Homer Stille Cummings
Studies and career
Cummings first earned a degree in philosophy at Yale University, where he graduated in 1891 with a Bachelor of Philosophy ( Ph.B. ). He then studied at Yale Law School Law and acquired in 1893 with a Bachelor of Laws ( LL.B. ). Initially he worked as a lawyer in Stamford, where he was in 1909 with a partner, the firm Cummings & Lockwood founded, in which he was until 1933 partners.
Between 1914 and 1924 he was District Attorney of Fairfield County. During his last year in office, it was attributed to spectacular murder trial in which a tramp of the murder of a popular parish priest was accused in the street in Bridgeport. Despite overwhelming evidence that even included an admission of guilt of the tramp, Cummings conducted a thorough investigation of the case, which ultimately found that the tramp was actually innocent. 1931 lifted a commission to the former Minister of Justice, George W. Wickersham, this determination services produced, which ultimately led to 1947 that the director Elia Kazan, the story under the title Boomerang! filmed with Dana Andrews as a performer of Cummings.
When he resigned as minister of justice from the government in 1939, he again worked as a lawyer.
Democratic politicians, campaigners and an unsuccessful candidate for Congress
Only three years after his admission to the bar he began his political career with the support of the unsuccessful campaign democratic candidate in the presidential election of 1896, William Jennings Bryan.
In 1900, he ran successfully for the first time as mayor of Stamford. As such, he was re-elected in 1901 and 1904. During his tenure as mayor, he began extensive building of roads and sewers, the reorganization of the police and fire departments as well as the creation of a park, which was later named after him. In 1900 he was also first elected in the Democratic National Committee as delegate from Connecticut, where he remained until 1925.
In 1902 he ran as a member of the House of Representatives as well as 1910 and 1916 as a U.S. Senator, but was defeated in all three elections.
During the campaign for the presidential election in 1912, he was head of the office of Chairman of the Democratic Party in Washington. Subsequently, he was from 1913 to 1919, first Deputy Chairman and then to 1921, Chairman of the Democratic National Committee and practically Chairman of the Democratic Party. He was a delegate to the Democratic National Convention, which nominated the respective Democratic presidential candidate next in 1900, 1904, 1924, 1932, 1936, 1940 and 1944.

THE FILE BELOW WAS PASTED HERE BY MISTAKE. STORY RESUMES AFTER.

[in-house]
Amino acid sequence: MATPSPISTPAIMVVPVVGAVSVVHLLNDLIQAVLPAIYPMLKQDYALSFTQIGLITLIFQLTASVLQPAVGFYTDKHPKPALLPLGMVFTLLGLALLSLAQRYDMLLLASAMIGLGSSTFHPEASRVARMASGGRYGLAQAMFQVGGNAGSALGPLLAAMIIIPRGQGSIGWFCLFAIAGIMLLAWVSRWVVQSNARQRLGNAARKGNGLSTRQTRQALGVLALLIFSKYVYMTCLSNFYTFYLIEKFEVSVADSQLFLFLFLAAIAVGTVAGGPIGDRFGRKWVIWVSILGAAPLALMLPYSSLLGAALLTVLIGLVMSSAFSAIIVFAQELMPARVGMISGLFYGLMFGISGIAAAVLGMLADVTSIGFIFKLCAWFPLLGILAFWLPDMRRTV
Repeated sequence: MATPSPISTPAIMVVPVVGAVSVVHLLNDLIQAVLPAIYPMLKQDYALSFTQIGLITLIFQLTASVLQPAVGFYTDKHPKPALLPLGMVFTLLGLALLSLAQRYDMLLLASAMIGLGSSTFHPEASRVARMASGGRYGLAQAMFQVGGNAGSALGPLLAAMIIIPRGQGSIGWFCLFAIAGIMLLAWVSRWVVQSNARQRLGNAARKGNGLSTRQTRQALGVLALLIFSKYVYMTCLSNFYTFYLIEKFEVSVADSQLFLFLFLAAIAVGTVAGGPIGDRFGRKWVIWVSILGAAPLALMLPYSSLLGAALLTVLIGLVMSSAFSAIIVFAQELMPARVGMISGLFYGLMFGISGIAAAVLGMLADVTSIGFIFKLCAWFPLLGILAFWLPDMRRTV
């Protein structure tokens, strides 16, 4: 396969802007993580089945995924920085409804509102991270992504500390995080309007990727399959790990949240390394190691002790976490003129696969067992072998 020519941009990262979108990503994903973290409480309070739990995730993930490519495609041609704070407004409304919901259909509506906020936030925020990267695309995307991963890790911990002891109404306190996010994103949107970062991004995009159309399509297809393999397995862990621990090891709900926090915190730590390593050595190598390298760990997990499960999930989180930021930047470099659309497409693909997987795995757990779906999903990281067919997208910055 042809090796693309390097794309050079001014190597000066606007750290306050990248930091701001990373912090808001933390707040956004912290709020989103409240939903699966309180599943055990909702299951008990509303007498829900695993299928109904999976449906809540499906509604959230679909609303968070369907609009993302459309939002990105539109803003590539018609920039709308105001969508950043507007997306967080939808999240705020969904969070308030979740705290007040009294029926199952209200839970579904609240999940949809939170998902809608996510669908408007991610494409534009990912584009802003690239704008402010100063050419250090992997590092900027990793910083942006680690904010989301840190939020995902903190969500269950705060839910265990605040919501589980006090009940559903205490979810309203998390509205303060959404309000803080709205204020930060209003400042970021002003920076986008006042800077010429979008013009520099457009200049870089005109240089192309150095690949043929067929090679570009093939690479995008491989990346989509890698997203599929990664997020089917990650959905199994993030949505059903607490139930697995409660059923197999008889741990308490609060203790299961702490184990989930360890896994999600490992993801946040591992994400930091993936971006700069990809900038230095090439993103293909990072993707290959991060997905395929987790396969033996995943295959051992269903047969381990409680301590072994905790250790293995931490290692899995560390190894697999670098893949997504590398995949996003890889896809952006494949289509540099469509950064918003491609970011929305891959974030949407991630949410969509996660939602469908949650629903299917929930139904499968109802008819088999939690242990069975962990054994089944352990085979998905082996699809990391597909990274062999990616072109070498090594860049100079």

In the presidential nomination of the Democratic Party in 1924 he sought the delegates to a compromise because of the different views on the Ku Klux Klan to move. However, unlike many other delegates from the North East, he supported instead of Alfred E. Smith the former Minister of Finance William Gibbs McAdoo. Ultimately, however, after the 103rd ballot, the choice fell on the underdog John W. Davis, who campaigned for voting rights of African Americans.
After his resignation as Minister of Justice in 1939, he belonged until 1951 to the Board of the Democratic Town Committee of Greenwich.
Minister of Justice under President Roosevelt
Cummings returned in 1932 again returned to political life as he moved several senators and congressmen by a resounding speech at the Democratic National Convention in Chicago in support of Democratic presidential candidate Franklin D. Roosevelt.
After the election of Roosevelt as President, he was actually intended as a successor to Theodore Roosevelt Jr. as Governor General of the Philippines. However, two days before his swearing died, the designated Minister of Justice, Senator Thomas J. Walsh of Montana.
For this reason, President Roosevelt appointed him on March 4, 1933 as Attorney General in his cabinet.
As Minister of Justice he initiated a comprehensive internal reform of the Ministry of Justice and in particular the process of the federal courts. In addition, he brought a number of laws which strengthened the law for the punishment of kidnapping ( Lindbergh Law ), regarded robbery as a federal offense and introduced nationwide regulations on firearms. He also strengthened the Federal Bureau of Investigation (FBI) and introduced a National Crime Conference. Cummings also supported the expansion of the island of Alcatraz as a federal prison for felons.
In his capacity as Minister of Justice, he was on the other hand also the main supporter of the New Deal programs of Roosevelt. During his tenure there came here frequently to litigation before the United States Supreme Court on the validity of New Deal legislation. Frustrated with the conservative composition of the Supreme Court, he was commissioned by Roosevelt just after the presidential election of 1936, the draft law to reform the composition of the Supreme Court.
On 5 February 1939, he resigned as Minister of Justice and was replaced as such by Frank Murphy. With his six-year tenure, he was after William Wirt Minister of Justice with the second longest tenure.
Later, he also organized a golf tournament named after him, which was attended by personalities from politics, administration and jurisdiction.
Publications and speeches
- We can preventDefault Crime. 1937
- Federal Justice. 1937
- The Selected Papers of Homer Cummings. 1939